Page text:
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Premium push sends Merc racing to the top

| Updated on: Jan 14, 2016
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India is among the top priority markets for headquarters in Stuttgart

It is barely four months since Roland Folger took over as MD & CEO of Mercedes-Benz India and he has seen a lot of action already. First, the Supreme Court banned registration of 2000cc-plus diesel vehicles in Delhi for three months, which was a big blow to his company. This was followed by the news of BS VI emission norms being advanced to 2020, a move which Folger welcomes wholeheartedly.

The icing on the cake, though, is Mercedes-Benz emerging as the top player in India’s luxury segment in 2015 after a break of six years, during which time, fellow German rivals BMW and Audi had surged ahead.

“This is a particularly sweet achievement as we have been planning for quite a while to get back to the position in which we strongly believe we belong. Everything we worked on, right from dealer expansion to exciting new vehicles, has come together really well,” says a delighted Folger.

He is also quick to add that it’s not about volumes alone but the larger goal of increasing brand acceptability. “It is not enough to throw new products into the market and hope for things to fall into place. You need a strong network to support this and customers are happy with the service we provide,” adds Folger.

“It was not easy to stage this turnaround and involved enormous levels of dedication, training and investments. Today, there is a young generation of customers in India which swears by the brand.”

New slogan

The new slogan for 2016 is ‘Winning with Mercedes-Benz’.

While this was largely prompted by the stupendous growth over last year, the company has also moved forward on the financing side with new schemes that have helped the turnaround story.

“The emotional part was important in this slogan as it gives the team and stakeholders some targets and this is important in a large organisation where you need to agree on something,” says Folger. It was also prompted by the Formula 1 win which, in turn, is a powerful message on team spirit and a never-say-die attitude.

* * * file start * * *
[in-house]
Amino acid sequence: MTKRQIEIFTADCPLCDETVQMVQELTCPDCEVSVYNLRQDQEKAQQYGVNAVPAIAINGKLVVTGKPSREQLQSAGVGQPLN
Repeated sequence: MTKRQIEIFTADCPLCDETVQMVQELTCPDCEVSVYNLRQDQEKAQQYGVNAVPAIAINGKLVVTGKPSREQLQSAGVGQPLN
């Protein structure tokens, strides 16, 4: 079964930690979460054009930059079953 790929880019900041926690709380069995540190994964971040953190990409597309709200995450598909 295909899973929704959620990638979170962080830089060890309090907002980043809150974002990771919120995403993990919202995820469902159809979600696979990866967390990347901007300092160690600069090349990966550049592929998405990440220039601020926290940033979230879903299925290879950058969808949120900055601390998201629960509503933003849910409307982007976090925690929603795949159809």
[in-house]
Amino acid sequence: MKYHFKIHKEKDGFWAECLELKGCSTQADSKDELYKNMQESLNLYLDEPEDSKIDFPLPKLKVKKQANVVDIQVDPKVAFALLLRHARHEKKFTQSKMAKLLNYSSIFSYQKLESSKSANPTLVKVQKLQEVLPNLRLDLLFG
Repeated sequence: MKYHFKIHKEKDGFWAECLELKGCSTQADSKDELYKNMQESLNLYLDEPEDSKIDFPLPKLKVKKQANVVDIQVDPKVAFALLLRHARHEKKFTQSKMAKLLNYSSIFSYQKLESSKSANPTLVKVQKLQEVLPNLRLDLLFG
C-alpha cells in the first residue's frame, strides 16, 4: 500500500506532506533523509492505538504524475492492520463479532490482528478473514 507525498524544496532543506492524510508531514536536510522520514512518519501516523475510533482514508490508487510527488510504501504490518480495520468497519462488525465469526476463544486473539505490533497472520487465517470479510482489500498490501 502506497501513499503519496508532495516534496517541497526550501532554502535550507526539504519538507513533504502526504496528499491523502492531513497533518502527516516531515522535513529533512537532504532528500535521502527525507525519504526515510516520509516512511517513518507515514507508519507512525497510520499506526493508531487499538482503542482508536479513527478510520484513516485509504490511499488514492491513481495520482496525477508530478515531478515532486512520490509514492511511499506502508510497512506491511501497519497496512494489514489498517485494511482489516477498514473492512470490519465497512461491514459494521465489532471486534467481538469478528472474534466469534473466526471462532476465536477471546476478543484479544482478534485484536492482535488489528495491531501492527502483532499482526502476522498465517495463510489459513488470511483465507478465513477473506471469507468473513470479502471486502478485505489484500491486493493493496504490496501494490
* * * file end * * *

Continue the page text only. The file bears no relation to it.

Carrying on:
“It is also a subliminal message to us, our dealers and after-sales support in winning the hearts and minds of our customers,” he reiterates, adding that Mercedes has always maintained it is not in the business of buying market share by merely offering generous discounts to get a stronger foothold.

“We have to convince customers of our service and better resale value so they understand why they pay a premium for our vehicles. It is not money wasted but well invested. If you combine this with a sporty package, people will have a reason to buy Mercedes,” says Folger. Going forward, the company wants to create “something else” that will change the way people look at cars in terms of design language.

Headquarters in Stuttgart is also upbeat on India, especially when other growth markets like Brazil, Russia and South Africa are not in the best of shape today. China is also slowing down which enhances India’s standing on the Daimler roadmap. At present, the luxury segment is less than two per cent which means there is tremendous untapped potential especially with growing income levels.

“It is no longer about ostentatious spending and I believe from past experience that once you reach a certain threshold of volumes, it is normal to see more luxury cars on the roads,” says Folger.

What next

According to the Mercedes CEO, growth patterns in India over the last 5-10 years show that when something big is about to happen, it eventually does not. This is true not only for cars but across the mobility spectrum which includes buses and trucks. In his view, if this “holding back kind of sentiment” is unshackled, the market will take off, like China did a decade ago.

In the midst of this buoyancy is the grim reality of the diesel ban, which “came as a big surprise”.

The silver lining is that discussions are underway to resolve the issue. Ideally, the Centre should figure out what it needs to focus on and prepare an action plan. “Better planning will help us earmark our investments and this is important for the credibility of a country too,” says Folger.

On the issue of advancing BS VI norms, the Mercedes chief is all for it. “The earlier we start, the better, as companies here are exporting and the technology is already there. I always wonder if they can export to Europe, why they cannot do this in India. Are lungs here different and do not deserve as much protection as European lungs?” asks Folger.

Published on January 19, 2018

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